The Government of Zimbabwe (GOZ) operated several social safety nets in
the 1990s, most of them targeted at households temporarily impoverished
through deprivation of their normal livelihoods. One social safety net
was, however, designed specifically to help those who, by reason of age,
infirmity, or disability and lack of family connections, were destined
to be chronically poor. This social safety net was called Public
Assistance. This paper reviews the performance of Public Assistance and
finds it had a disappointing performance record, with low levels of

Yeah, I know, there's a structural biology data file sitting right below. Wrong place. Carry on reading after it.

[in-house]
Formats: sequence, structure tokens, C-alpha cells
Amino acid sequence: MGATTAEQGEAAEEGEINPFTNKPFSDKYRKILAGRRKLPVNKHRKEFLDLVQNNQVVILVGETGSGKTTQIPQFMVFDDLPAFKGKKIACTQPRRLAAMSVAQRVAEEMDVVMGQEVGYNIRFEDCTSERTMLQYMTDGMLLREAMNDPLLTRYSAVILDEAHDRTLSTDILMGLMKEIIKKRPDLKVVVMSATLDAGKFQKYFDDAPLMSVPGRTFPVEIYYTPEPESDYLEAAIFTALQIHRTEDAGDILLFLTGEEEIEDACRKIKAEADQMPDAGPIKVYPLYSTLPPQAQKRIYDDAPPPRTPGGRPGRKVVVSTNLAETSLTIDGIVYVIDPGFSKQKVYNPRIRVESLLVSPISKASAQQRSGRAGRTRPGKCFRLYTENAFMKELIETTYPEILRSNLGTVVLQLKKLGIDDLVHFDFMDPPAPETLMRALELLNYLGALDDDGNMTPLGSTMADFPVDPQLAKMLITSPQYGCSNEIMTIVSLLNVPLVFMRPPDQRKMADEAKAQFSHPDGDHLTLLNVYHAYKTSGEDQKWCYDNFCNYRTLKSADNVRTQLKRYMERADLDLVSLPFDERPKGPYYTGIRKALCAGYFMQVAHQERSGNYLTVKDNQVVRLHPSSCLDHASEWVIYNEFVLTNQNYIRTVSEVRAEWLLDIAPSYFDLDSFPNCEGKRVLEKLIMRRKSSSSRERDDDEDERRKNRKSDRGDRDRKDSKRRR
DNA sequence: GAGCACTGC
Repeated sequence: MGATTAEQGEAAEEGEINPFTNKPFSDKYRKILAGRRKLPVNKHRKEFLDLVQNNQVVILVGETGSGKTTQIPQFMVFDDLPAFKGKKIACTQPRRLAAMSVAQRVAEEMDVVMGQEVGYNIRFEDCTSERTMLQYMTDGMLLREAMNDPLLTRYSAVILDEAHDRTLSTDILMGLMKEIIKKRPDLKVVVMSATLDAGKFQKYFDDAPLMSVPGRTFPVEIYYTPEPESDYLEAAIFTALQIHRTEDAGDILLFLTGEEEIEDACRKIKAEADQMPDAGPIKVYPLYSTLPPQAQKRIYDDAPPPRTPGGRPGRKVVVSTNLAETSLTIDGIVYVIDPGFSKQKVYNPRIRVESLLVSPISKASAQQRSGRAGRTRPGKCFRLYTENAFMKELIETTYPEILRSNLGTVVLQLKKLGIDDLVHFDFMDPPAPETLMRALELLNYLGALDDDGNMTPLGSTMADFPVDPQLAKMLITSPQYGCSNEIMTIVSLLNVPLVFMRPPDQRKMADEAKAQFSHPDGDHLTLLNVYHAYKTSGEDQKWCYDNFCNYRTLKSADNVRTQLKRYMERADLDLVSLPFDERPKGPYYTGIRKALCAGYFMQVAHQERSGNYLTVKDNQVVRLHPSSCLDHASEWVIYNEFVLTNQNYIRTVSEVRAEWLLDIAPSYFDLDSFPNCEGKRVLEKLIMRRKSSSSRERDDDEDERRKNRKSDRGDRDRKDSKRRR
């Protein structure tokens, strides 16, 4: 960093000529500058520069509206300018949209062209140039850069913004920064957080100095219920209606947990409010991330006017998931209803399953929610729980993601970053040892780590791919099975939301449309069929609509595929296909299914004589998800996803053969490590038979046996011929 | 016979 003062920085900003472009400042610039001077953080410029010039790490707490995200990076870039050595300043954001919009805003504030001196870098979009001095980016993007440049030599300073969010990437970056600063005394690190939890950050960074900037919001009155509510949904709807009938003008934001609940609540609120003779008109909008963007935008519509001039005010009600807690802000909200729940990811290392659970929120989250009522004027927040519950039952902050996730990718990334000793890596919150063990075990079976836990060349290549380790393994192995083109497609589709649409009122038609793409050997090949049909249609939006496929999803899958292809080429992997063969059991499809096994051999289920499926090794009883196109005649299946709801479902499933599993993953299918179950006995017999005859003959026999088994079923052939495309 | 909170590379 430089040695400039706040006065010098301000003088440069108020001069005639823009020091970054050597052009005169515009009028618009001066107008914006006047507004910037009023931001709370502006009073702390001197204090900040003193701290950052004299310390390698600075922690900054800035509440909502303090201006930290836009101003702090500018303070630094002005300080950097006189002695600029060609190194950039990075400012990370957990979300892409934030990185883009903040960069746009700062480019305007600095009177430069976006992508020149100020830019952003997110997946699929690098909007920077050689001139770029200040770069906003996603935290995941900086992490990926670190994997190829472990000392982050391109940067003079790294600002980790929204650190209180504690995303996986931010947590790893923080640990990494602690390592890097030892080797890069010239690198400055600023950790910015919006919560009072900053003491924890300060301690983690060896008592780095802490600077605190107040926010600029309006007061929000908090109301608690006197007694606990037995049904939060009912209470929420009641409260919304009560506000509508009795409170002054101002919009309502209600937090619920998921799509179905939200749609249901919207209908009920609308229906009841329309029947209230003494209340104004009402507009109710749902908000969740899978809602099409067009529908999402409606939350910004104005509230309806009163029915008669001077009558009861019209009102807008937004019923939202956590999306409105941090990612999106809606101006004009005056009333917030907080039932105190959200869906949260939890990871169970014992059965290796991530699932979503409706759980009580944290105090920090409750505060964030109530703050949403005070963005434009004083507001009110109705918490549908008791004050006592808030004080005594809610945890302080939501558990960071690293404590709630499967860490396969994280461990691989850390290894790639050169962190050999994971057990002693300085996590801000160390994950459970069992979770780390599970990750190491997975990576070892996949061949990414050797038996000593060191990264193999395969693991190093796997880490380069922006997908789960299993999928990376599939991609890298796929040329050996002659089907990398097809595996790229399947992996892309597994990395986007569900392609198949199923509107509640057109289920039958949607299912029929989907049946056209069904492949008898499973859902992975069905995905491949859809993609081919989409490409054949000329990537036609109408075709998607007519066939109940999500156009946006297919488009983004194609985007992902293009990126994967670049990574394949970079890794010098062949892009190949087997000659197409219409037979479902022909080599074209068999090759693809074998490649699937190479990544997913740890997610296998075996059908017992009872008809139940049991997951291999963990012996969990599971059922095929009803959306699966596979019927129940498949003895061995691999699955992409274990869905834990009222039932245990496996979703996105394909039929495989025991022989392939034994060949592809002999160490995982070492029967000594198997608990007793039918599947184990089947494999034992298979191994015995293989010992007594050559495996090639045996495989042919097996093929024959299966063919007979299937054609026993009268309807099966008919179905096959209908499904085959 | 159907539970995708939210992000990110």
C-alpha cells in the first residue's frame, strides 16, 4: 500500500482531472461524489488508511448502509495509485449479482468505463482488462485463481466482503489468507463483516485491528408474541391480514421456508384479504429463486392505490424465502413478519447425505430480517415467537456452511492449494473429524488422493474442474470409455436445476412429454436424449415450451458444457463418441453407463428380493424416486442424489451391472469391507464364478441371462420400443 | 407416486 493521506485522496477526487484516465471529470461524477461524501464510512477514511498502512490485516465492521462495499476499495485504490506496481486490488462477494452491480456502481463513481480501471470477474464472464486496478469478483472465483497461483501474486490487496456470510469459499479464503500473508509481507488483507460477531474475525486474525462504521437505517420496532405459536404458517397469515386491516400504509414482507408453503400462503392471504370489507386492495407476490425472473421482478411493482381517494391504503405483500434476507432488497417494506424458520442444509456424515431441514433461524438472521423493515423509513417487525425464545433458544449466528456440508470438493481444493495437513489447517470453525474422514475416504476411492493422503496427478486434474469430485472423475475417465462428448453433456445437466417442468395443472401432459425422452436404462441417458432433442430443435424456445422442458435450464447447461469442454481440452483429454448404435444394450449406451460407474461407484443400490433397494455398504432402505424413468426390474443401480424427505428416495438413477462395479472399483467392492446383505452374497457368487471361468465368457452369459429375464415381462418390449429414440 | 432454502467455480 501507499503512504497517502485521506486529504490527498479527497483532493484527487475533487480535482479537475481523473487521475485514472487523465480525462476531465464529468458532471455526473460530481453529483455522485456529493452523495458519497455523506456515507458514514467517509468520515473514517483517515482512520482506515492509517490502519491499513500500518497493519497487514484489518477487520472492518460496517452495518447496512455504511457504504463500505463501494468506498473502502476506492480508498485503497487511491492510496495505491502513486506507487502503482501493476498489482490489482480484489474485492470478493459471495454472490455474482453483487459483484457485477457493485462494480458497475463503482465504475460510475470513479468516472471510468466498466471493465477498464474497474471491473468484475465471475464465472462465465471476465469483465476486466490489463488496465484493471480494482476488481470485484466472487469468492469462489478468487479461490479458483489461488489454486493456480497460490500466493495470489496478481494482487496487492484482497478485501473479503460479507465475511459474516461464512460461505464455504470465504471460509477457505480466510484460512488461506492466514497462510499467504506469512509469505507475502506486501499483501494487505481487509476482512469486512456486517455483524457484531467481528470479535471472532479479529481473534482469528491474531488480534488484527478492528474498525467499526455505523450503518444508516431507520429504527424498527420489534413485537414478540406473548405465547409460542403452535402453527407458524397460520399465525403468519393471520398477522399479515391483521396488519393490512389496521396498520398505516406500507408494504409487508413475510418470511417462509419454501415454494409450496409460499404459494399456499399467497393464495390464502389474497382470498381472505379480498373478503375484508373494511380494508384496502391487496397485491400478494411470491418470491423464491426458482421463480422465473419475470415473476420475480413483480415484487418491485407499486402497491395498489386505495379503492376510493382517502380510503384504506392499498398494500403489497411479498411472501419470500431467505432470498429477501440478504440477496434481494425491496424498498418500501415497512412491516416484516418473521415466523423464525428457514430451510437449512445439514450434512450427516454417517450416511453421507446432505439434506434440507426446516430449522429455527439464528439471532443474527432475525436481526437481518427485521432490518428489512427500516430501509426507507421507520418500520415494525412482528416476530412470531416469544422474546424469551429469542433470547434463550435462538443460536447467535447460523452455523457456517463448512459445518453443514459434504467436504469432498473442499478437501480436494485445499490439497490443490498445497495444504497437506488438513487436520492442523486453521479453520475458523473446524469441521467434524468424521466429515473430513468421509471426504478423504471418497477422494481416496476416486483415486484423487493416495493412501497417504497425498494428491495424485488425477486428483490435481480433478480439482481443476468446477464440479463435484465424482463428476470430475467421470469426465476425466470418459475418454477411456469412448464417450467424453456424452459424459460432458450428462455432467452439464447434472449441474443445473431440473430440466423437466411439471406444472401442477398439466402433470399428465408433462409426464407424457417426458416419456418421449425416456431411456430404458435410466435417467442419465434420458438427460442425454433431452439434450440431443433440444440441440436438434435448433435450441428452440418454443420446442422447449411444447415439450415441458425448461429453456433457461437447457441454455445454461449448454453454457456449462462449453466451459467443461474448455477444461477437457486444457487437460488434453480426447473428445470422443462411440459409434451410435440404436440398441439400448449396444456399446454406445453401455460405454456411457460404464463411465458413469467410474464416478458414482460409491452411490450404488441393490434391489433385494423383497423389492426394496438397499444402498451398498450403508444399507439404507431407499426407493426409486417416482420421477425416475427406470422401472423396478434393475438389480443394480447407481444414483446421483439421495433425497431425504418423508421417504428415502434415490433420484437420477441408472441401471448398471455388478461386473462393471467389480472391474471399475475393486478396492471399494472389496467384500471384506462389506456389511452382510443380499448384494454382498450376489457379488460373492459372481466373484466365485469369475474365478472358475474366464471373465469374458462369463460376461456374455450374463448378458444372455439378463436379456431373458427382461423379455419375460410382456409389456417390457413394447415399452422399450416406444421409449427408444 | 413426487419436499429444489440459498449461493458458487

coverage of its target group and inadequate benefits for its clients.
The paper examines the reasons for the disappointing performance of
Public Assistance, and draws out their policy implications.
A social safety net for the chronically poor? Zimbabwe’s public assistance in the 1990s [Draft], presented at Staying Poor: Chronic Poverty and Development Policy, Institute for Development Policy and Management, University of Manchester, 7-9 April 2003. Chronic Poverty Research Centre (CPRC), Manchester, UK, 25 pp.